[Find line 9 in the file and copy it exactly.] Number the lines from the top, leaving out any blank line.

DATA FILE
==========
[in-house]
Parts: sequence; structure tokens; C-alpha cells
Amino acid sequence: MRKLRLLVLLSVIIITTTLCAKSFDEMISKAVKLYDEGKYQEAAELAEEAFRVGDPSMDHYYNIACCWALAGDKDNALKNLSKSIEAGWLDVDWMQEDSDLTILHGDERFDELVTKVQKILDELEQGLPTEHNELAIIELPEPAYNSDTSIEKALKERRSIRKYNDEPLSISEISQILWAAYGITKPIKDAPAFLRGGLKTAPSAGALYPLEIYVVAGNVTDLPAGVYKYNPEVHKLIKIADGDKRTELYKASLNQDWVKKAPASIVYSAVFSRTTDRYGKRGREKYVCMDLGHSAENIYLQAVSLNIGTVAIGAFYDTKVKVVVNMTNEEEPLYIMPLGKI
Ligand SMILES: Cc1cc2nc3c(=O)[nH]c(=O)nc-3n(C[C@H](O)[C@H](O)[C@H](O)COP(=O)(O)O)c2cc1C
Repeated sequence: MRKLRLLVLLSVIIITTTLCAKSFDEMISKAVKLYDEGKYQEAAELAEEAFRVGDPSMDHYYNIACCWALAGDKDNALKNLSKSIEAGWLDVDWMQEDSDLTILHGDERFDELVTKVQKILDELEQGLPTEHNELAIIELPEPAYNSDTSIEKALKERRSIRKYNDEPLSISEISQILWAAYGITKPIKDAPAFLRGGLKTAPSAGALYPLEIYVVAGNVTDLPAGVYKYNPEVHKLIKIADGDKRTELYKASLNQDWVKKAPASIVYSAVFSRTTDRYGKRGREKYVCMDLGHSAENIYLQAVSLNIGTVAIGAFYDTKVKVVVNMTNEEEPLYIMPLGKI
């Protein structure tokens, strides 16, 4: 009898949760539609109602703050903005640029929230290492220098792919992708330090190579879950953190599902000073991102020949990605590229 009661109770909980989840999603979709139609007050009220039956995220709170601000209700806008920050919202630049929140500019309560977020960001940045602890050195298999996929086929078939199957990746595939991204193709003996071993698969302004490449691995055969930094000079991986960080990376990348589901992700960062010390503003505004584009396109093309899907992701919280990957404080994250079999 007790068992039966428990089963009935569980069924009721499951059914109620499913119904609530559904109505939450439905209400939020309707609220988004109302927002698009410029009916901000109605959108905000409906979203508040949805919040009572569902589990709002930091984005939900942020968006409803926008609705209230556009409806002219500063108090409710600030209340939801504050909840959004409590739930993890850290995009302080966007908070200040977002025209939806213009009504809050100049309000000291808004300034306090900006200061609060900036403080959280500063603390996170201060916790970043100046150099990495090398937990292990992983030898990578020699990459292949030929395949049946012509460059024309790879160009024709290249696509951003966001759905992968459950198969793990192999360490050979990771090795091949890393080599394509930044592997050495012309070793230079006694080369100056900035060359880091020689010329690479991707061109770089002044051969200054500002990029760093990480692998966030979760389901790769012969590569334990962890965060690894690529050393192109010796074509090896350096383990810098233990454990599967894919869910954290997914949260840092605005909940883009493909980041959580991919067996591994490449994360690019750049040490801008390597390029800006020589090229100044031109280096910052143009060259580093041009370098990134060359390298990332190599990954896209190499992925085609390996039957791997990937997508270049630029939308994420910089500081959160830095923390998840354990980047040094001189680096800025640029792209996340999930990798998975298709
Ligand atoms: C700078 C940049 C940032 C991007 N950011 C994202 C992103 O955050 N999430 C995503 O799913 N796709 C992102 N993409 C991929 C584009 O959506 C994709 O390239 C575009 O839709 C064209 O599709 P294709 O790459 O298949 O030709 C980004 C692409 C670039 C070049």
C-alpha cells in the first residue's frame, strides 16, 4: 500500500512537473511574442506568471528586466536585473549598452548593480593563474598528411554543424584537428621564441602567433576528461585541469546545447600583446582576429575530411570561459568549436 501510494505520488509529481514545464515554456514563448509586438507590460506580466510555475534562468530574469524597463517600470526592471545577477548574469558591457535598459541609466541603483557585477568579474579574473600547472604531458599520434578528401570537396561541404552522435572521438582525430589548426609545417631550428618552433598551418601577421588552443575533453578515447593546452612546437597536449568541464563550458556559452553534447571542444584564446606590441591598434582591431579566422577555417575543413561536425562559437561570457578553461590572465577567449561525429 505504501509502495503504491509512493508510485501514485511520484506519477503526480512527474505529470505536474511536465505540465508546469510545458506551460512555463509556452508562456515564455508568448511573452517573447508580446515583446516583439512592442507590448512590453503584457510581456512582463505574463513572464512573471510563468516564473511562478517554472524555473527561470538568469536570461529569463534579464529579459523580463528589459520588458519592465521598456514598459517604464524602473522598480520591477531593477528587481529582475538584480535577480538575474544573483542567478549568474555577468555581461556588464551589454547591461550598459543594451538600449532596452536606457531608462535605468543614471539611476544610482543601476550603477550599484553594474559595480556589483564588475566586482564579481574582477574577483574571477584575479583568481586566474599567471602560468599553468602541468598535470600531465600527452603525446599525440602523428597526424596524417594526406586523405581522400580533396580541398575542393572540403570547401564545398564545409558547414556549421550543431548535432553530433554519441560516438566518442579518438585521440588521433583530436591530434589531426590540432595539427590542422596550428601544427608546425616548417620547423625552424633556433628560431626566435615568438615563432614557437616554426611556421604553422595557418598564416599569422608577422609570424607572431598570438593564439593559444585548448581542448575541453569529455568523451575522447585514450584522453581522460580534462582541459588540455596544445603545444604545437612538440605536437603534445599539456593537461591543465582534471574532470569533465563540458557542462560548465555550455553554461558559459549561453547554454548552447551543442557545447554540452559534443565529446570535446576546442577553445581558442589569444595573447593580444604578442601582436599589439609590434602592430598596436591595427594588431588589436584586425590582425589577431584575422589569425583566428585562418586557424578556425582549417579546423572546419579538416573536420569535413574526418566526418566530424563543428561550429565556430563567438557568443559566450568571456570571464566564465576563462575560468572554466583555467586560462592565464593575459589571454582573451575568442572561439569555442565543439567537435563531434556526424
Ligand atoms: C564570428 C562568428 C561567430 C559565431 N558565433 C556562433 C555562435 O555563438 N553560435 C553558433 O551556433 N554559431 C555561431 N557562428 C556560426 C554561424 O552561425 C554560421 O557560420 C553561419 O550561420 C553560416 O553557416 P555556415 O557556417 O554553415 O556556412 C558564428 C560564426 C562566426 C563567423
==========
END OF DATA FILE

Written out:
Ligand atoms: C564570428 C562568428 C561567430 C559565431 N558565433 C556562433 C555562435 O555563438 N553560435 C553558433 O551556433 N554559431 C555561431 N557562428 C556560426 C554561424 O552561425 C554560421 O557560420 C553561419 O550561420 C553560416 O553557416 P555556415 O557556417 O554553415 O556556412 C558564428 C560564426 C562566426 C563567423